The Within the Walls project team are supported by the Arts and Humanities Research Council (AHRC) through CDAs or Collaborative Doctoral Awards. CDAs bring Universities and non-academic organisations together to work on research that will have impact and long-term benefits on both sides. Our project is a partnership between the University of York and City of York Council (CYC).
This is quite a new model for postgraduate research, both for Universities and for PhD students, and I keep being asked how it works in reality. In this post I’m going to give a little background to the scheme and also talk a bit about my experience so far.
In practical terms having a CDA means that Ed, Katrina and I each have a non-academic supervisor in addition to our academic one: for me on the archives strand this is Richard Taylor, the City Archivist, and for Ed and Katrina it is John Oxley, the City Archaeologist. As part of our research we’ll also undertake work based placements and projects with CYC, benefit from lots of in-house practical knowledge and be plugged in to a wider network of people who work in heritage in York. In return CYC gives a small additional bursary to each of us on top of our grant to support our work-based research.
The AHRC launched the CDA funding scheme in 2005 (you can get an overview of the varied projects funded so far on their website), with the primary aim of encouraging Universities to collaborate and develop partnerships outside of academia.
The studentships also encourage and establish links that can have long-term benefits for both collaborating partners, providing access to resources and materials, knowledge and expertise that may not otherwise have been available and also provide social, cultural and economic benefits to wider society.
The University of York received its first awards in 2006 for projects in partnership with Harewood House and Castle Howard on country houses. Since then the Departments of History, Archaeology, Music, History of Art and Archaeology have had CDAs every year, in partnership with a long list of organisations, some local and some national.
English Heritage, the Yorkshire Film Archive, The Natural History Museum, The National Railway Museum, York Archaeological Trust, the Yorkshire Museum, the National Maritime Museum, Tate Britain, Glasgow Museums, Harrogate Borough Council, The British Museum and the National Gallery.
The topics have been diverse too, from ‘The Mesolithic and the Planning Process’ to ‘Shifting Perspectives on German Renaissance Art’ to ‘Picturing the railway passenger as customer in Britain: the Great Western Railway, 1903-1939’.
The CDA approach really works well for me. I had always intended to return to University to do a PhD but over the years had also become really invested in my chosen career as an archivist. Since 2010 I have worked for CYC as an archivist (and still do, two days a week) and I was keen that any research I did should have potential impact for my profession and relate directly to the reality of archives work. The CDA model gives me the best of both worlds: it allows me to undertake a vigorous academic study while at the same time relating it constantly back to the real-world organisation that I work for.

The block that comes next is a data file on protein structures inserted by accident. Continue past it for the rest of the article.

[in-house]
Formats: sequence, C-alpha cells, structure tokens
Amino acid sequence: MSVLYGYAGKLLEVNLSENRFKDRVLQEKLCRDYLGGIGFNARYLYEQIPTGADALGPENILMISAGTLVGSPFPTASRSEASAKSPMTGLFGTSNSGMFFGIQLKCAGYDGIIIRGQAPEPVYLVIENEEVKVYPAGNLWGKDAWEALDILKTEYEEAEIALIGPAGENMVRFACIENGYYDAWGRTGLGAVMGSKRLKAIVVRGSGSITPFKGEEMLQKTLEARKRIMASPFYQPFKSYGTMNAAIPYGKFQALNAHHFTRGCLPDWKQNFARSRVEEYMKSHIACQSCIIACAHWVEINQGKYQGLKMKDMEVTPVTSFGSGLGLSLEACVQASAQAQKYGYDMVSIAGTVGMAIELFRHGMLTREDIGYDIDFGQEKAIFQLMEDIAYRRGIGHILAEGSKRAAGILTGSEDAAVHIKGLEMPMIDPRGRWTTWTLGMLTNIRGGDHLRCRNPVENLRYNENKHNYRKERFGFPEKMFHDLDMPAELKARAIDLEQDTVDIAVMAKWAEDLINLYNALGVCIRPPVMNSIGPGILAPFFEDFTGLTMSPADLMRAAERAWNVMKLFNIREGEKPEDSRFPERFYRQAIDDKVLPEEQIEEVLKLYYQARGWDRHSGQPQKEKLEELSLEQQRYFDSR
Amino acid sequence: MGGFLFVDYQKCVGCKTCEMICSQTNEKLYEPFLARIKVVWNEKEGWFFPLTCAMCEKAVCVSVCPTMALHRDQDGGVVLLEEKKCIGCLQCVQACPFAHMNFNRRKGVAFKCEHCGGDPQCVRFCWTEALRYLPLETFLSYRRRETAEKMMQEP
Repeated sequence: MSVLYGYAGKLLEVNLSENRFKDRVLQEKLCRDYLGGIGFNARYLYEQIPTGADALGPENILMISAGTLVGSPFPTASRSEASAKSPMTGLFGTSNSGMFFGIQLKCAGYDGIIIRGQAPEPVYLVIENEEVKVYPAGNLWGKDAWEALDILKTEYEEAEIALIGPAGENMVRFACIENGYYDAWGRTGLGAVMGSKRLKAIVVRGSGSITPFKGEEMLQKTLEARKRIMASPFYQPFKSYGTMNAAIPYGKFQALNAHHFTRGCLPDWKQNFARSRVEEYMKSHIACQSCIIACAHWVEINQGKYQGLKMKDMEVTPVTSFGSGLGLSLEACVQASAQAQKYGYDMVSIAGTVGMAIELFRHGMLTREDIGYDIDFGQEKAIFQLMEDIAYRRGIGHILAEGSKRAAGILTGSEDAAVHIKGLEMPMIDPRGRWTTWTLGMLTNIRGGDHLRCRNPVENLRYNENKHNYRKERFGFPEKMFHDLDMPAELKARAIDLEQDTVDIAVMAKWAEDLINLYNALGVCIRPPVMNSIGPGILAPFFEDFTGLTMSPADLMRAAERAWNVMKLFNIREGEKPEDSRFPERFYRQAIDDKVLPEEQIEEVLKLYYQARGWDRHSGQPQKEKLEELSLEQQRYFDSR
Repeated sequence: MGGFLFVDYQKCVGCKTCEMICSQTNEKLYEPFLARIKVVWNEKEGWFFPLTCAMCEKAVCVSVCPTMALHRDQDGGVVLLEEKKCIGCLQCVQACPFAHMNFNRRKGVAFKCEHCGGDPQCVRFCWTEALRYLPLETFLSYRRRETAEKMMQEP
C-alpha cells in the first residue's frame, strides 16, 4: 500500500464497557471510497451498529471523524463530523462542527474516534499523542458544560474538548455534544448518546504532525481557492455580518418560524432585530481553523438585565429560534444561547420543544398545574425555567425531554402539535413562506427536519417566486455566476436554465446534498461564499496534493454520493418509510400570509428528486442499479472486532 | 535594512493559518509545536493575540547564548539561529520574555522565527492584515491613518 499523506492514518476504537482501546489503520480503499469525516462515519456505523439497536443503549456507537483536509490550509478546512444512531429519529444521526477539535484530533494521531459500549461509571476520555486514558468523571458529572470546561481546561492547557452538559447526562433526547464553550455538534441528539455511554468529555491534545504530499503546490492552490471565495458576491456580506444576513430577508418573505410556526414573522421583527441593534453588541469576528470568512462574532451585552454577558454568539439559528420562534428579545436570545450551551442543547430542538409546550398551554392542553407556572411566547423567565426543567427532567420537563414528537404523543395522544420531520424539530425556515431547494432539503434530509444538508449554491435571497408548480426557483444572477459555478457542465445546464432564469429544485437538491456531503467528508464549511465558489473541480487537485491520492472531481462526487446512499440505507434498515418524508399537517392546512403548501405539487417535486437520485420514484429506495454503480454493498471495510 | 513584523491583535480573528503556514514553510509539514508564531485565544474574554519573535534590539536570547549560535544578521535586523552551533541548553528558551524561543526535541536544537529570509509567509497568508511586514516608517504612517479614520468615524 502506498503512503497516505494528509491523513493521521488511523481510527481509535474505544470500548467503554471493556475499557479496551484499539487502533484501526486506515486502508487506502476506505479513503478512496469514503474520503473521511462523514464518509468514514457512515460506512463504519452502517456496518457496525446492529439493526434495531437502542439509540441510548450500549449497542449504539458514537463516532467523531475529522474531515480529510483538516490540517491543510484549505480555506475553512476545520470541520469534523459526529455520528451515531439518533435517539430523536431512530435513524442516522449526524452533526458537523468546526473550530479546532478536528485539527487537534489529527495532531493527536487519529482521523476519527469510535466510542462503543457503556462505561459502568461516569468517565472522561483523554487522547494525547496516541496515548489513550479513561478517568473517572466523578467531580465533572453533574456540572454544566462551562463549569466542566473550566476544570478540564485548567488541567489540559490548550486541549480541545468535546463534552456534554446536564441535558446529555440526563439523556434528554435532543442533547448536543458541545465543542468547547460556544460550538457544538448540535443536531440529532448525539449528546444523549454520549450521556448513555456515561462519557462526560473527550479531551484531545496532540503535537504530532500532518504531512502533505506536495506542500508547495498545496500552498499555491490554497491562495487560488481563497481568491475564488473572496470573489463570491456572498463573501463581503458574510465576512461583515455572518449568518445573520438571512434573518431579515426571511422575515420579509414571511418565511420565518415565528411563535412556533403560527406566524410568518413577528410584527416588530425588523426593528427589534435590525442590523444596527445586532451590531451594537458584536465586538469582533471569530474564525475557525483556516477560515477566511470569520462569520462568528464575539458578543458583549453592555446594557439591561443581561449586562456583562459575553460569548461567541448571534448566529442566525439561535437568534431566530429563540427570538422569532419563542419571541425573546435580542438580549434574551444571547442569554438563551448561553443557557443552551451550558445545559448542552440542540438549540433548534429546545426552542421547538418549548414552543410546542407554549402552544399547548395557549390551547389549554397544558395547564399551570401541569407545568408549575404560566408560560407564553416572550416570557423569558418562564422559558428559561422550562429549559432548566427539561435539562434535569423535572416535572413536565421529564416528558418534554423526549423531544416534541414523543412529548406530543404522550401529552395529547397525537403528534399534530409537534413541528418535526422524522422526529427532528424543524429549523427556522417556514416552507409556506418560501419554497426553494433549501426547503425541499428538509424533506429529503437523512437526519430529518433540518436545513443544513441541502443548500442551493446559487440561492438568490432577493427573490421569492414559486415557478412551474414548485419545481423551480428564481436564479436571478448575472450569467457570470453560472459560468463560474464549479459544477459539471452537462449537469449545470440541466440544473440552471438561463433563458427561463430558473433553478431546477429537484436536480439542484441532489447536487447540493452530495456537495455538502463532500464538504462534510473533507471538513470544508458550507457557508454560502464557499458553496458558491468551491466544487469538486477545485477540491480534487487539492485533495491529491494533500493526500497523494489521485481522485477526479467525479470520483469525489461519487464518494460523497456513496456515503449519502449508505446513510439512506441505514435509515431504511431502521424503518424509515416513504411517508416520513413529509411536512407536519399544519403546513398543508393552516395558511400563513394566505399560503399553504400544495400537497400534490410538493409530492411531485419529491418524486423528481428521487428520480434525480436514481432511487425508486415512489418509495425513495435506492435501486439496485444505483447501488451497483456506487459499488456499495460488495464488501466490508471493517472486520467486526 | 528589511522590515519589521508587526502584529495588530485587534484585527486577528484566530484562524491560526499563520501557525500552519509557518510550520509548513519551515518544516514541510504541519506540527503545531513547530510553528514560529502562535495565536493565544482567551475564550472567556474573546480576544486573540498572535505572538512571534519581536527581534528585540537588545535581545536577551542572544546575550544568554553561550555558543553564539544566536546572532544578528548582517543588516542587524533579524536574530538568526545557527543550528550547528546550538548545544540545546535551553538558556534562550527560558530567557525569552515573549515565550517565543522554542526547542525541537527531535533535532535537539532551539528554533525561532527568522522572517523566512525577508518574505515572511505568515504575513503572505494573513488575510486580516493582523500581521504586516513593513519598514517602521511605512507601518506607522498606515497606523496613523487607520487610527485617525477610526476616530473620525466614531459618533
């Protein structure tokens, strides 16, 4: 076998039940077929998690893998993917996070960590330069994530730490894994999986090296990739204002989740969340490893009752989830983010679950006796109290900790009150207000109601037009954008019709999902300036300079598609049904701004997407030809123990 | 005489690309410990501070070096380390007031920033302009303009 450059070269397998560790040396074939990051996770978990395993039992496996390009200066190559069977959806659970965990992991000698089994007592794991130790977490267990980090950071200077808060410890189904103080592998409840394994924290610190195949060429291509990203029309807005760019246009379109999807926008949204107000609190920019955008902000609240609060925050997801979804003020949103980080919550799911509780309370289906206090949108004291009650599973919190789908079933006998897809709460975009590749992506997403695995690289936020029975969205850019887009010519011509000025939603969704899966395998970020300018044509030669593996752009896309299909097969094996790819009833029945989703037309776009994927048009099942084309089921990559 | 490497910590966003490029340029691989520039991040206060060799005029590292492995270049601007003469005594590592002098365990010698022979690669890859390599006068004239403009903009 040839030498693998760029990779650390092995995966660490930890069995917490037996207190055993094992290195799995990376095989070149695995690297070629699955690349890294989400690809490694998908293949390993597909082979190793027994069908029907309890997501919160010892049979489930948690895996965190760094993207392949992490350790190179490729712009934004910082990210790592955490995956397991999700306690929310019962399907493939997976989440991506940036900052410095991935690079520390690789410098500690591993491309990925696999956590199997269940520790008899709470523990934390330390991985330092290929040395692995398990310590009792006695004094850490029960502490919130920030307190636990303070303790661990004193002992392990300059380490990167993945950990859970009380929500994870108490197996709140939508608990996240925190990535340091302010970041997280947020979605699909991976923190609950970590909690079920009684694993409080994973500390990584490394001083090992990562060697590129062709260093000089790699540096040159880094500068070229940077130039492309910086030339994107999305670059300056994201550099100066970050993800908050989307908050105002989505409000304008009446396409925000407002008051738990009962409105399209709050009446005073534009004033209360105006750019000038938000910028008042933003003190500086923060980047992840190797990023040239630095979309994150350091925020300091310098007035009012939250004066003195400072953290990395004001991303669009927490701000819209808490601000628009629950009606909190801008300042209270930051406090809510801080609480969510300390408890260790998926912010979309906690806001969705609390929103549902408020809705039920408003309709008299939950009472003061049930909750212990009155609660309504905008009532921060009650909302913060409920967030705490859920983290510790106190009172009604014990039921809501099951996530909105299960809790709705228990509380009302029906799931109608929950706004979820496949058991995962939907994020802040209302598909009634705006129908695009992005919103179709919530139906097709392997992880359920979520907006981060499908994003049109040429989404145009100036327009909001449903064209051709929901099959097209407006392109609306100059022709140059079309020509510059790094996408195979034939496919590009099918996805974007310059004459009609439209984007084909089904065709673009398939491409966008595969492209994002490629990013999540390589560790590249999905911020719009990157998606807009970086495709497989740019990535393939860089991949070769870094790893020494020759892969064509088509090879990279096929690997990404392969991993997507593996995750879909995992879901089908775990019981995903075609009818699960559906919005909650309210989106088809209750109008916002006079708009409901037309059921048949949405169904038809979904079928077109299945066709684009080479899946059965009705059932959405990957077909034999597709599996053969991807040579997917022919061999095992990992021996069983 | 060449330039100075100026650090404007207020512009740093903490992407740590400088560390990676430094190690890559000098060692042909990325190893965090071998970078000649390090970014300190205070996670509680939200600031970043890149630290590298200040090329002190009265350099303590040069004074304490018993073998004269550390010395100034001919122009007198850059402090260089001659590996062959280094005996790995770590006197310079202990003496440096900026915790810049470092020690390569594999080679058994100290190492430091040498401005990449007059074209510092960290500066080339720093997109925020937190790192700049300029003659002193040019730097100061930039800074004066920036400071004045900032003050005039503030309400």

For example, I want to collaborate with community groups in York to identify what they value about archives, and understand how recognised heritage organisations can work with these groups to engage more people with their archival heritage. The contact I have with CYC – as a researcher and a member of staff – means that I have access to work happening in real-time and can ‘get up close’, actually participating in things. I will be delivering some elements of the Archives’ Heritage Lottery funded Gateway to History programme as my work-based project, the experience of which in turn will form a core element of my research. The task of building essential relationships with partners and accessing networks in the city has already been done for me, at the project development and bidding stage.
I don’t think CDAs would work for all researchers or for all research projects. I suppose you could argue that collaboration complicates the research process because, depending upon on how active they are in the partnership, the non-academic organisation acts as another draw on precious time and already stretched mental resources. While CDA students are free to follow their research wherever it takes them, none of the parties are disinterested and you have to serve two ‘masters’ coming from quite different perspectives. In my case both my academic and non-academic supervisors have quite a clear sense of what they hope to achieve as a result of the research project, and are well aligned, but that won’t always be the case. And the priorities and approaches of all organisations shift and change over time, which can impact on a 5 year part time PhD like mine. Plus I imagine that work based projects can be a distraction if they’re not integrated fully into the research from the start.
All of that is outweighed for me though by the benefits, especially the potential CDAs offer for embedding research in new contexts and for demystifying and justifying academic work. It’s a way of doing research ‘in the world’, right from the beginning.